tion, and ultrasound, the trial is limited to women with dense breasts who are at high risk for breast cancer.

Because the ACRIN trial will not measure death rates, but will rely on surrogate endpoints such as lesion size, nodal status, and diagnostic yield, it cannot directly determine whether the combination of ultrasound and mammographic screening has any effect on mortality from breast cancer (reviewed in Kopans 2004).66 Rather, it is intended as a preliminary, best-case scenario of ultrasound screening for breast cancer which, given promising results, would justify broader study.6 Moreover, even if the efficacy of screening ultrasound were established, several technical and practical limitations could hinder its adoption. Chief among these is the variability of results obtained in current clinical practice.6,68,80 Ultrasound tends to be more difficult in larger and fatty breasted women. However, a systematic study of factors that influence the performance of breast ultrasound—which may include breast size and shape, as well as lesion location—has yet to be conducted.6 Finally, as it is currently performed, ultrasound demands too much physician time to be a cost-effective screening method.6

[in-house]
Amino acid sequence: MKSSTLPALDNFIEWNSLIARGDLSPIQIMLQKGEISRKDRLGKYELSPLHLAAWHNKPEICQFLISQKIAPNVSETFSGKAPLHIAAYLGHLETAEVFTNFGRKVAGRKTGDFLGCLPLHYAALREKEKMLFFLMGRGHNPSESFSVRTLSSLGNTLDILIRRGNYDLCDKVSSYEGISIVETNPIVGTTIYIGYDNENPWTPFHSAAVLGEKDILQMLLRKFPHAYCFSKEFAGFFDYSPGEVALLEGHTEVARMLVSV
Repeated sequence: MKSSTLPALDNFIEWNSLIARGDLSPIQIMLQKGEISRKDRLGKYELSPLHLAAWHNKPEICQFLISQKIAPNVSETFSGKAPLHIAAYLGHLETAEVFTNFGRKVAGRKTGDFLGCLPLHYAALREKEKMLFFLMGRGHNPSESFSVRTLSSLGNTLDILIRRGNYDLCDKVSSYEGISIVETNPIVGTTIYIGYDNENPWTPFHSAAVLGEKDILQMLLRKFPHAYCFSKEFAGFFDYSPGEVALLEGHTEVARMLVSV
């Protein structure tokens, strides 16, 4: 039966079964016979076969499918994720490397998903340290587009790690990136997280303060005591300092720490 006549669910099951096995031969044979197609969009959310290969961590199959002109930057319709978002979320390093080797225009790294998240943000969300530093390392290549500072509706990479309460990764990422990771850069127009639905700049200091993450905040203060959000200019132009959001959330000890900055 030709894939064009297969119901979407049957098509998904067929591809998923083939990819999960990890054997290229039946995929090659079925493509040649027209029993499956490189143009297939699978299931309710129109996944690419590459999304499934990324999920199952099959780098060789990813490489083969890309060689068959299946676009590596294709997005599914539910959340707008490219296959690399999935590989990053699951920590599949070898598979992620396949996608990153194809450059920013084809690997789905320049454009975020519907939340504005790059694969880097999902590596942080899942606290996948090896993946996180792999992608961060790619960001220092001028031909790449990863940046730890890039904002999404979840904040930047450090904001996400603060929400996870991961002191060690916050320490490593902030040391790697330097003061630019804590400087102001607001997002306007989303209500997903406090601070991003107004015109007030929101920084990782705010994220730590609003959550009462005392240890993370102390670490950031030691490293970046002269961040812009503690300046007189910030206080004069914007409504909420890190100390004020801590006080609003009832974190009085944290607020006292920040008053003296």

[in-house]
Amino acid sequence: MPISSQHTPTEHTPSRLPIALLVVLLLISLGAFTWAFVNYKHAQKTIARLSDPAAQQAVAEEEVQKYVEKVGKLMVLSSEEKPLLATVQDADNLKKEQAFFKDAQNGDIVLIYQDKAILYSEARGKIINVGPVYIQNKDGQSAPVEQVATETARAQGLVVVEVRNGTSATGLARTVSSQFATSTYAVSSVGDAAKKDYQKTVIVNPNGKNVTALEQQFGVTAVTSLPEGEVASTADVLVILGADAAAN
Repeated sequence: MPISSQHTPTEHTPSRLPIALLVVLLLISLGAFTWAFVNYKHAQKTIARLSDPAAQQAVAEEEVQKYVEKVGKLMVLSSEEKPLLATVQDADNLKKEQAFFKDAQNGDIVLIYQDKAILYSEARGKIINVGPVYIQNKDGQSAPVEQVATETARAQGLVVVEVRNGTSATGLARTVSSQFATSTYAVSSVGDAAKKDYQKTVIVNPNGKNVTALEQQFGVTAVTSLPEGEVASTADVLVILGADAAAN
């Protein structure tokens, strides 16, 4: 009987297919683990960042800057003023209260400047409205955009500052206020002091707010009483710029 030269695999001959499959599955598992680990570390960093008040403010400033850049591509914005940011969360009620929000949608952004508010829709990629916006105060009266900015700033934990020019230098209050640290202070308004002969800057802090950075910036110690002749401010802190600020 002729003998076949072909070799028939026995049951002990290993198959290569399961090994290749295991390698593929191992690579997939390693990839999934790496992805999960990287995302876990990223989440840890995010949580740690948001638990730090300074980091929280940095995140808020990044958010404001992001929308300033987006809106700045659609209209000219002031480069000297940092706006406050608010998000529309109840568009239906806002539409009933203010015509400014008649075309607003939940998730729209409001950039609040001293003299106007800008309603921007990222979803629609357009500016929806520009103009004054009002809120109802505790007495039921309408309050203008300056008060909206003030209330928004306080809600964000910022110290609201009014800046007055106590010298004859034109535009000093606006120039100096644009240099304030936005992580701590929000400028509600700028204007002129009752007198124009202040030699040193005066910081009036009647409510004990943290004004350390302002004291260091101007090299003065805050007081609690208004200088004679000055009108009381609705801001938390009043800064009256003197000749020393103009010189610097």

BREAST IMAGERS NEEDED

Demand for breast imaging is rising as the U.S. population ages and as increasing numbers of women require routine screening.56,119 Improved screening methods and new technologies may help keep pace with these trends, but greater capacity in both personnel and imaging facilities will also be needed to ensure patient access. These resources are also crucial to the improvement of breast cancer detection, because a robust process of assessment, adoption, and dissemination of innovative technology and techniques by practitioners requires an equally robust workforce.

Despite these mounting demands, many in the breast imaging field point to stagnant growth, if not decline, in the availability of the services they provide. Over the long term, such a trend could threaten the advancement of breast cancer detection, which is already limited by the scarcity of radiologists conducting research in this area. The development of new technology also has the potential to solve some of the problems of demand by focusing mammographic services on populations who are most at risk, although these applications are probably at least 5 to 10 years in the future. The need for and difficulty in developing a large and well-trained workforce will likely help to push for research and adoption of technology that improves our ability to target mammographic screening to those who will benefit most. This section describes key factors influencing supply and demand for breast imaging and recommended measures to ensure the accessibility and advancement of breast cancer screening.



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